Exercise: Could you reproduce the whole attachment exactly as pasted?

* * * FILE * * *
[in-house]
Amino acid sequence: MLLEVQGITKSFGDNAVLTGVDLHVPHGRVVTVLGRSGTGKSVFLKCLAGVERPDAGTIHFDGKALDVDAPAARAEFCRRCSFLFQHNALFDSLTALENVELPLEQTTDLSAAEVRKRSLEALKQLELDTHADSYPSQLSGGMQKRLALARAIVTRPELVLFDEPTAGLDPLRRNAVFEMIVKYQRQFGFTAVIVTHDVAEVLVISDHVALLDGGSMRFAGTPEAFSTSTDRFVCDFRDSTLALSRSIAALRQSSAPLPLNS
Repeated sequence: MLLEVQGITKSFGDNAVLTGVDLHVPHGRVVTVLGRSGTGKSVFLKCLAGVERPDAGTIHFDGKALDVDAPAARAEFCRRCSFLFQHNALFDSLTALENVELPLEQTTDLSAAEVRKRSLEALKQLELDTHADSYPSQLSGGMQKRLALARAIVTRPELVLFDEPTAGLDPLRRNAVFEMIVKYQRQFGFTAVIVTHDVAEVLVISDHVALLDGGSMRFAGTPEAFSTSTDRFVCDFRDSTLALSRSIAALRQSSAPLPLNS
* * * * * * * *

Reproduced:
[in-house]
Amino acid sequence: MLLEVQGITKSFGDNAVLTGVDLHVPHGRVVTVLGRSGTGKSVFLKCLAGVERPDAGTIHFDGKALDVDAPAARAEFCRRCSFLFQHNALFDSLTALENVELPLEQTTDLSAAEVRKRSLEALKQLELDTHADSYPSQLSGGMQKRLALARAIVTRPELVLFDEPTAGLDPLRRNAVFEMIVKYQRQFGFTAVIVTHDVAEVLVISDHVALLDGGSMRFAGTPEAFSTSTDRFVCDFRDSTLALSRSIAALRQSSAPLPLNS
Repeated sequence: MLLEVQGITKSFGDNAVLTGVDLHVPHGRVVTVLGRSGTGKSVFLKCLAGVERPDAGTIHFDGKALDVDAPAARAEFCRRCSFLFQHNALFDSLTALENVELPLEQTTDLSAAEVRKRSLEALKQLELDTHADSYPSQLSGGMQKRLALARAIVTRPELVLFDEPTAGLDPLRRNAVFEMIVKYQRQFGFTAVIVTHDVAEVLVISDHVALLDGGSMRFAGTPEAFSTSTDRFVCDFRDSTLALSRSIAALRQSSAPLPLNS